Sunday, August 28, 2005

until the end of the world


WOXY.com is playing U2’s “Until the End of the World” while I am sitting at my desk working on some editing job late in the evening (late for me is now 9 p.m. — hey, I have a 16-month-old son!). I am not sure I know everything about this song – and I don’t even have it on a CD or in MP3 form – but it has always felt very passionate and over-the-top. It makes me stop and listen. The song taps into some deep, strong feeling. Can’t explain it fully – but you have probably responded to a whole bunch of songs in this way. Whichever song it is makes you pause and listen for its entire length – it is a different feeling from singing along to some catchy tune (though you make sing along).

Anyway, I started thinking about teenage passions. And how when we are that age, nothing else matters. We think that is it. The boy we are in love with MUST know how we feel and must respond. That is all-important. We must escape from our parents because they could never REALLY understand. And we have such freedom: We can fail a test at school – even fail a class(I swear, I never failed, but I can close a couple of times) – and still move on, graduate, be successful. We can have a falling out with a best friend and never talk to her again – until we imagine we see her at Union Station ten years later and she looks lost, completely drugged out. But I digress…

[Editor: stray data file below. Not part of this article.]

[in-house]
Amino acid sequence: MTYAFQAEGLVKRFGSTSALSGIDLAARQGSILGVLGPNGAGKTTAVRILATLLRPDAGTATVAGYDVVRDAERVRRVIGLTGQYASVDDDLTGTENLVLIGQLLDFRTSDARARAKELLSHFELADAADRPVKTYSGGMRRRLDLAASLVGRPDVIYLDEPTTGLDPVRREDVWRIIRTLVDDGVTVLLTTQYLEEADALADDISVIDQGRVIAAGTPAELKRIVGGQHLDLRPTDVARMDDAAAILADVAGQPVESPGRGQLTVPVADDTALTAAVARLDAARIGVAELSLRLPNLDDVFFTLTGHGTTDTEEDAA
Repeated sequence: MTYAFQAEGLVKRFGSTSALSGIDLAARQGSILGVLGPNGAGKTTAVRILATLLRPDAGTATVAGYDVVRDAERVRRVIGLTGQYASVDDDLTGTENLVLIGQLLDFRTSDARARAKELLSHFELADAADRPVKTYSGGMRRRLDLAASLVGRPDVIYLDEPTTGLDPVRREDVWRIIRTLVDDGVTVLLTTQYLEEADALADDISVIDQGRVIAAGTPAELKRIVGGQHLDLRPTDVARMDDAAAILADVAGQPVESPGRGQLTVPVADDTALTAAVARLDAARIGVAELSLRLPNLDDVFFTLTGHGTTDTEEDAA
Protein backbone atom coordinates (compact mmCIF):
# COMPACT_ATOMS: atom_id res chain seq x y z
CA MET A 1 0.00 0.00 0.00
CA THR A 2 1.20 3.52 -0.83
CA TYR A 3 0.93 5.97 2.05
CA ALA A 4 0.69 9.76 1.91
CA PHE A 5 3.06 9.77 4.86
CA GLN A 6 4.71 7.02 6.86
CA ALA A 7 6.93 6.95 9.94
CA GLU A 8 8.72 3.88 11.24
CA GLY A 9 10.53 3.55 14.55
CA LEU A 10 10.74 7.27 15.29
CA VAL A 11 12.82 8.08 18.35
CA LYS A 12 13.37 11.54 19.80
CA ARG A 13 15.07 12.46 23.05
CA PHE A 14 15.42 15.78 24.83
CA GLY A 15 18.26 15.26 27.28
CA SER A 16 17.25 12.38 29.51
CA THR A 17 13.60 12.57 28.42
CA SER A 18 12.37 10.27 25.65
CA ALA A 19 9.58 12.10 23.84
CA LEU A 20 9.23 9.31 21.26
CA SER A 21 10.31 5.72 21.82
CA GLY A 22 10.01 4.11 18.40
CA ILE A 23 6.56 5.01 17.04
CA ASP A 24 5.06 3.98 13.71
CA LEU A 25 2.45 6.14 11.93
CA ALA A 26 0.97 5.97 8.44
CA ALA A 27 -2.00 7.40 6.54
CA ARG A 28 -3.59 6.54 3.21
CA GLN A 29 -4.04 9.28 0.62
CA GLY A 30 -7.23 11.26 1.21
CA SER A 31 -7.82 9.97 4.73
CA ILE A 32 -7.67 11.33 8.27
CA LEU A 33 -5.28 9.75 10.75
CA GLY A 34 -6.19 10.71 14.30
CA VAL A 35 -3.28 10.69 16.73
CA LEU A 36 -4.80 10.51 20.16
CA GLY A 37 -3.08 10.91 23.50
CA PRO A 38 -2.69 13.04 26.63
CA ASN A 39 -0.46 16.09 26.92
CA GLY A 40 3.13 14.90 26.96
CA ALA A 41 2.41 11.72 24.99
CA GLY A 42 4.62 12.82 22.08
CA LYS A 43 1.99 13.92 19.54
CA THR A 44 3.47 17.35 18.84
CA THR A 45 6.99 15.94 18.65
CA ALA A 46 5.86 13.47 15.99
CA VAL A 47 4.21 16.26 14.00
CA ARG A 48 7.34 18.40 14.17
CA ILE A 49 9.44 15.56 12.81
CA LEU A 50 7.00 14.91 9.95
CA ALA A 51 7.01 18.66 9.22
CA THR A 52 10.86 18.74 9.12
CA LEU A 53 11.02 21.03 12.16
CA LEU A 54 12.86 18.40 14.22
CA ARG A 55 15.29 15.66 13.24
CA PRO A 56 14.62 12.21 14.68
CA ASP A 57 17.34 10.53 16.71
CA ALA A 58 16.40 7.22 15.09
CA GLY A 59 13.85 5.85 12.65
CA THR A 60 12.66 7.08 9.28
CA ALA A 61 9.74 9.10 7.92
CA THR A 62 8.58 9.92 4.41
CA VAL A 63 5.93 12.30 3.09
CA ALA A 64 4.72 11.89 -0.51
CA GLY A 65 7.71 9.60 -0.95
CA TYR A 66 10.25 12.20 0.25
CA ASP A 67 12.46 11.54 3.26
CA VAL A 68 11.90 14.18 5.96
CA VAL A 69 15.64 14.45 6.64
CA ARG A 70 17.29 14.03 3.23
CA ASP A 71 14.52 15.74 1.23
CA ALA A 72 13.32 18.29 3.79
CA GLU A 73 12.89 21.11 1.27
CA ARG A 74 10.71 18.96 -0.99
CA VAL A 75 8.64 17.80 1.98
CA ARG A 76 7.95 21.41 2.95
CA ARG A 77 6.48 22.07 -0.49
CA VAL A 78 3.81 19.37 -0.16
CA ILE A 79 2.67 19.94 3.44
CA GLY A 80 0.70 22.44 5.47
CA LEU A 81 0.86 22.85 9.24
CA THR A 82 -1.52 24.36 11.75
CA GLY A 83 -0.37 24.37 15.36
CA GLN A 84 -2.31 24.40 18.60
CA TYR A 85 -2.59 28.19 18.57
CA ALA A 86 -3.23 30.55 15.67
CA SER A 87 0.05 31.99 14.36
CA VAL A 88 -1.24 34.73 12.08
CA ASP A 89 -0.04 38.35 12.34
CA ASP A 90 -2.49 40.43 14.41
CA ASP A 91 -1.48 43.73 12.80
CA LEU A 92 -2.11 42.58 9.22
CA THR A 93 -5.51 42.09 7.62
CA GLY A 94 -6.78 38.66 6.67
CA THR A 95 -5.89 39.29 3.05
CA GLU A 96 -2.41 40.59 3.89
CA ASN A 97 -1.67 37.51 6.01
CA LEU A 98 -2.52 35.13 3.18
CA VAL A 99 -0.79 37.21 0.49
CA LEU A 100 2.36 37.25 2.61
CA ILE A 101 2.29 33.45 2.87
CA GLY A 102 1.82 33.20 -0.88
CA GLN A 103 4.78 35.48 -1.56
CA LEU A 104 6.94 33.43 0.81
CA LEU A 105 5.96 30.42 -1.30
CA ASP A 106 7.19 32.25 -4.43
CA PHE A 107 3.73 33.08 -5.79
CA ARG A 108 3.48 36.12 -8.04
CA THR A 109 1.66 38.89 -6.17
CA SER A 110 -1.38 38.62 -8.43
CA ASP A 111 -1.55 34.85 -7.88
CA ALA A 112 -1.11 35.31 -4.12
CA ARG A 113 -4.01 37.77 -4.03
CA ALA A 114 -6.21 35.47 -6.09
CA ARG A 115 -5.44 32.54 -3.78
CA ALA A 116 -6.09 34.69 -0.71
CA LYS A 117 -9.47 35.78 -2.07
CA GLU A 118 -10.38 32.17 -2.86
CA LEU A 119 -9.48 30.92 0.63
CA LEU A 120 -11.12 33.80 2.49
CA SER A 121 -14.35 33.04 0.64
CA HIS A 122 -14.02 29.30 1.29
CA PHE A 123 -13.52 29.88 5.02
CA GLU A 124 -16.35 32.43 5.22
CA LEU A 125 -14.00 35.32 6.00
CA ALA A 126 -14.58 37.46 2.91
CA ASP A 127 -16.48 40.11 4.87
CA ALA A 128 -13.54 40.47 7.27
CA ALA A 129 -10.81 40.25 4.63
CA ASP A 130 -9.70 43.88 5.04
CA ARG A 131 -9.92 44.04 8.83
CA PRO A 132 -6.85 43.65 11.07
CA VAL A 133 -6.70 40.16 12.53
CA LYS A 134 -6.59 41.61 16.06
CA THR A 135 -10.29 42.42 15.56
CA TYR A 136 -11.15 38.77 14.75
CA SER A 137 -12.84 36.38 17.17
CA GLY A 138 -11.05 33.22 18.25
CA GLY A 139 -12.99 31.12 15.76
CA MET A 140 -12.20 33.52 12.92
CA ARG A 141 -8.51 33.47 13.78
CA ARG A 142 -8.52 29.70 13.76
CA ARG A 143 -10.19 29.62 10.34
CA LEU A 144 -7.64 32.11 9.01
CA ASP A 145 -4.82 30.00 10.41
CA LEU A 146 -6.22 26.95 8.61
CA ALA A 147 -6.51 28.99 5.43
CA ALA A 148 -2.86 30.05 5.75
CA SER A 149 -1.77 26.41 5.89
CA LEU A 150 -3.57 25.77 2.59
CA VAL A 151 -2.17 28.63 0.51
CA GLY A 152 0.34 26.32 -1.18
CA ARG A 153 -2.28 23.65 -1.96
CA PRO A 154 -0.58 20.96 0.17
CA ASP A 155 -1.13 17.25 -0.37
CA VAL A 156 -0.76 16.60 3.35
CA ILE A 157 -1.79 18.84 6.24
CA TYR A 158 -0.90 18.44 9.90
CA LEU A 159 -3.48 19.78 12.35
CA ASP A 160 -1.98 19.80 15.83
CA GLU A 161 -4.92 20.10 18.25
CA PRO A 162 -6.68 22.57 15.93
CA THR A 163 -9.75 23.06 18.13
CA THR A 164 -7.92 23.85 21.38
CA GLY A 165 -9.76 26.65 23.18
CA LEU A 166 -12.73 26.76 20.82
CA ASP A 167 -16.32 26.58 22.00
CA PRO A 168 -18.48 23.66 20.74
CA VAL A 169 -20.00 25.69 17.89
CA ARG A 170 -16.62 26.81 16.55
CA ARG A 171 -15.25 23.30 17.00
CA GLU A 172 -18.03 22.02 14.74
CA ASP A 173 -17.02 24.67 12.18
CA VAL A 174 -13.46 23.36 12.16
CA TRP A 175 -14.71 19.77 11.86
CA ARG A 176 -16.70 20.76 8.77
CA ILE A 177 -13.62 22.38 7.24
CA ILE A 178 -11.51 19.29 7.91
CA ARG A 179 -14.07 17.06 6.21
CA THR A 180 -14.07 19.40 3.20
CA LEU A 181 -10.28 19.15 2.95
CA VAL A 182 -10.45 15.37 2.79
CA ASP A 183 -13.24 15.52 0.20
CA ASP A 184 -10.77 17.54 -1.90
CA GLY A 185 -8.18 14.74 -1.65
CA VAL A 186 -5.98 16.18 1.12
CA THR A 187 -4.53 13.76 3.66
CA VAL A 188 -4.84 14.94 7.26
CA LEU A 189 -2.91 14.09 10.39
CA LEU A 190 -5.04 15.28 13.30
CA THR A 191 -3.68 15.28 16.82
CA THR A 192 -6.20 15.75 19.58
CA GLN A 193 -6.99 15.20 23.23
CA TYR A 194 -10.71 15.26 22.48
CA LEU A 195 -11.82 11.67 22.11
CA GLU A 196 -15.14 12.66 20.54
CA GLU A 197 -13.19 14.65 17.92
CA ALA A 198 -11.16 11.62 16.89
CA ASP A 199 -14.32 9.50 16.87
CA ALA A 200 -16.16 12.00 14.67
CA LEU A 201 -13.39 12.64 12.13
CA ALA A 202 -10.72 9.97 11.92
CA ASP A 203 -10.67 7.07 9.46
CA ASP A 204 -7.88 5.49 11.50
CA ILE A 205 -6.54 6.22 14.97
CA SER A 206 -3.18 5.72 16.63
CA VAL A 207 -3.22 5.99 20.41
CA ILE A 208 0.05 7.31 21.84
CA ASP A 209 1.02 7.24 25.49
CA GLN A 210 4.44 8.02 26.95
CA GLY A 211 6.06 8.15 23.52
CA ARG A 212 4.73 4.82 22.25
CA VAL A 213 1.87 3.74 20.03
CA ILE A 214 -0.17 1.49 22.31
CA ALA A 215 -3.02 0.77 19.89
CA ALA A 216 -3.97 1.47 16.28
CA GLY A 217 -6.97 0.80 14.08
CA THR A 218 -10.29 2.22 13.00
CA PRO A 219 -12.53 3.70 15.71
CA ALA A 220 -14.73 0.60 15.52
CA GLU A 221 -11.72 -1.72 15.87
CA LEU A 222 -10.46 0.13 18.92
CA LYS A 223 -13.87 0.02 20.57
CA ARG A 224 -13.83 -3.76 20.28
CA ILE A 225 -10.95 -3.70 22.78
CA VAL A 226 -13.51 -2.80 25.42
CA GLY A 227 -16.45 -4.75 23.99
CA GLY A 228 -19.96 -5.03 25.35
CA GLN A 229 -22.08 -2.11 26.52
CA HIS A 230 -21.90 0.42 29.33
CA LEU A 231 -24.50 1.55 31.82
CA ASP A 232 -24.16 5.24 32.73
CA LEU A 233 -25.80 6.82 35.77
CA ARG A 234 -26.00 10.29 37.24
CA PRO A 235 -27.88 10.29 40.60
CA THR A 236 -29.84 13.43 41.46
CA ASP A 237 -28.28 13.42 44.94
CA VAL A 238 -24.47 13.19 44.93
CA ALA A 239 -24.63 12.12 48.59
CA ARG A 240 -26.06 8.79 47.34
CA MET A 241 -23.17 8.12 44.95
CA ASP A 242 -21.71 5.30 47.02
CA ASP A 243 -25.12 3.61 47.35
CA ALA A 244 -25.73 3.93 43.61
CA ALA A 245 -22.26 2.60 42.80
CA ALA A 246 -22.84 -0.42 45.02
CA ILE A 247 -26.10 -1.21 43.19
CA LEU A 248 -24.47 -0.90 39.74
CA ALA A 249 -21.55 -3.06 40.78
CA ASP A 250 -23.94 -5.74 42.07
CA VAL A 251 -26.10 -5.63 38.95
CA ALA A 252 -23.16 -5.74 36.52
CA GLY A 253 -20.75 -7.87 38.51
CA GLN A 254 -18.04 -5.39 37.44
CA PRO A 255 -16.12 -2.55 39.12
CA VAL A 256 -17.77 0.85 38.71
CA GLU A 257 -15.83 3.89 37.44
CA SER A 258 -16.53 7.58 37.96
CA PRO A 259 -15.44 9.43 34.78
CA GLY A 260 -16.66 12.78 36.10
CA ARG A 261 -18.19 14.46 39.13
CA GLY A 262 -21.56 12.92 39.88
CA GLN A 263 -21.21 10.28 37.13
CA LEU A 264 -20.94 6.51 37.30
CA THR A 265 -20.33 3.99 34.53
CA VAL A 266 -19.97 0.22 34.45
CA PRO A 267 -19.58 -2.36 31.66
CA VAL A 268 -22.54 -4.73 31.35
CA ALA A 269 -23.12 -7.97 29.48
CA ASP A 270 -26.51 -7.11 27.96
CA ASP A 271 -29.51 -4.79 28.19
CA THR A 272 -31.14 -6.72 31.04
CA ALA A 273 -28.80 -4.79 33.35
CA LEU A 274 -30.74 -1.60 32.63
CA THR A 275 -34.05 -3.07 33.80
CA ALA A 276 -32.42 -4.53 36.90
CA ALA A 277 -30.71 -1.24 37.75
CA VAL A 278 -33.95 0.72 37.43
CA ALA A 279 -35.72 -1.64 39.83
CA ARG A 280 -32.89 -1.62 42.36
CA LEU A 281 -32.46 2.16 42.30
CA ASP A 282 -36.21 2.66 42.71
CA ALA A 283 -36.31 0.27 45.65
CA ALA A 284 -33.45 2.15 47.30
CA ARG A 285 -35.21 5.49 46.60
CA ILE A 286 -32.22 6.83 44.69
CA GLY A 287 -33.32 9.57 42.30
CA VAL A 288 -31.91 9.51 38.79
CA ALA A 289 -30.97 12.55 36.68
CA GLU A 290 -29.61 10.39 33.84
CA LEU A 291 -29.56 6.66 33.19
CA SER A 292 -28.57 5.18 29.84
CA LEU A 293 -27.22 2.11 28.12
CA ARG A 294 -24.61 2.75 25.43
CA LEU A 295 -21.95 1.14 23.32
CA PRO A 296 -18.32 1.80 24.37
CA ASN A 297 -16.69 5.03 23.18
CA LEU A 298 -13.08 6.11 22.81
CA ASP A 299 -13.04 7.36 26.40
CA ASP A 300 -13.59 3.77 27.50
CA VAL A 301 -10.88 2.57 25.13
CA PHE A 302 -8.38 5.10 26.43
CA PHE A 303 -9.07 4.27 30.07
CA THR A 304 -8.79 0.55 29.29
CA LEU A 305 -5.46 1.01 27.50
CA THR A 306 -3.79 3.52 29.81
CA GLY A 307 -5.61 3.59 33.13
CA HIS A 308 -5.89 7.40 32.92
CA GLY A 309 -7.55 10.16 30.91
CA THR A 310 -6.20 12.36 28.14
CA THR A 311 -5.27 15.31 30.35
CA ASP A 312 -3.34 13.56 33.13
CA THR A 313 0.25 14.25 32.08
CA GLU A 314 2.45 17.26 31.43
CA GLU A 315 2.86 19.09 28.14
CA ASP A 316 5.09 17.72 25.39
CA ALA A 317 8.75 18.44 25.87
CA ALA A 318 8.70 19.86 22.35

I am a mother and a wife. I have work to finish for clients and a house to keep clean and organized (with husband’s major help, of course – I’d have it no other way). Yet I still feel like that teenager who could get sucked into a song – the feel of a song – the passion. It does not end even though I might appear older (I won’t say “old” yet) to a seventeen-year-old (such as my half-brother). I guess this is what I did not understand about my parents when I was younger – and I can only begin to see it in them now. It makes me more forgiving.

We never completely "grow up," or become what we think "grown up" is when we are teenagers. (I wonder about my husband’s aunt whose 100th birthday is coming up this October; does she feel the same way?). Maybe we confuse growing up with a loss of passion.

2 comments:

afp763389 said...

... :)

Anonymous said...

The song echoes all your concerns--intellectual and personal--about time, and eternity. Isn't that neat?